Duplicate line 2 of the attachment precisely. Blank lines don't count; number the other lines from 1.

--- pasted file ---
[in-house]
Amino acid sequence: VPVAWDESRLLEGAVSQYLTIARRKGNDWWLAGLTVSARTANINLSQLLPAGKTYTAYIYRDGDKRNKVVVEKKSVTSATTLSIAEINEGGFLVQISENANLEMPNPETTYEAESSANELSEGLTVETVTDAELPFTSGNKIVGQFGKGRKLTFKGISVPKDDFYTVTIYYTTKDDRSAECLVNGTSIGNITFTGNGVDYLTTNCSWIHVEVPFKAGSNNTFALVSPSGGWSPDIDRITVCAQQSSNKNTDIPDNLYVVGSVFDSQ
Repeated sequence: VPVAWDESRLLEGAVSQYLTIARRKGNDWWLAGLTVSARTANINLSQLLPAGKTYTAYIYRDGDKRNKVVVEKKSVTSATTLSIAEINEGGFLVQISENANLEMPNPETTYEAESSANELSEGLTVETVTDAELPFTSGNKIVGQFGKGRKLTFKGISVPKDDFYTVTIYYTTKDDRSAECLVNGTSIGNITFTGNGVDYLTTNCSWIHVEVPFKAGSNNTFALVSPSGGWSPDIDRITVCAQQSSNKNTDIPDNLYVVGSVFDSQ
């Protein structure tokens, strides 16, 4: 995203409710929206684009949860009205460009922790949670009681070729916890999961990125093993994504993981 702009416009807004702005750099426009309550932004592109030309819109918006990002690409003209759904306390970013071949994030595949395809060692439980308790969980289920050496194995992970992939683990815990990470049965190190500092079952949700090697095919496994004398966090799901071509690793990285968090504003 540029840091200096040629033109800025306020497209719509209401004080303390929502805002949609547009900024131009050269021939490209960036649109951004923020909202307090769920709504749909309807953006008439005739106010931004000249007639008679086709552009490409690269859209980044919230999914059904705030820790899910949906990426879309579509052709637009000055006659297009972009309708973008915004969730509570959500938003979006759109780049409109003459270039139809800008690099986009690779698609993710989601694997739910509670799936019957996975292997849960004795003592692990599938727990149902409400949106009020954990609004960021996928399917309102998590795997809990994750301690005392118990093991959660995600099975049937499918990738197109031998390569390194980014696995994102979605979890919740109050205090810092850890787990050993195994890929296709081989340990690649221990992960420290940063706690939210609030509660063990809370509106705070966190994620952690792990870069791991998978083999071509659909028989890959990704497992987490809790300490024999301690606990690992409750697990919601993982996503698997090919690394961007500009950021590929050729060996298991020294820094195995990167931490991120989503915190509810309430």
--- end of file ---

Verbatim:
Amino acid sequence: VPVAWDESRLLEGAVSQYLTIARRKGNDWWLAGLTVSARTANINLSQLLPAGKTYTAYIYRDGDKRNKVVVEKKSVTSATTLSIAEINEGGFLVQISENANLEMPNPETTYEAESSANELSEGLTVETVTDAELPFTSGNKIVGQFGKGRKLTFKGISVPKDDFYTVTIYYTTKDDRSAECLVNGTSIGNITFTGNGVDYLTTNCSWIHVEVPFKAGSNNTFALVSPSGGWSPDIDRITVCAQQSSNKNTDIPDNLYVVGSVFDSQ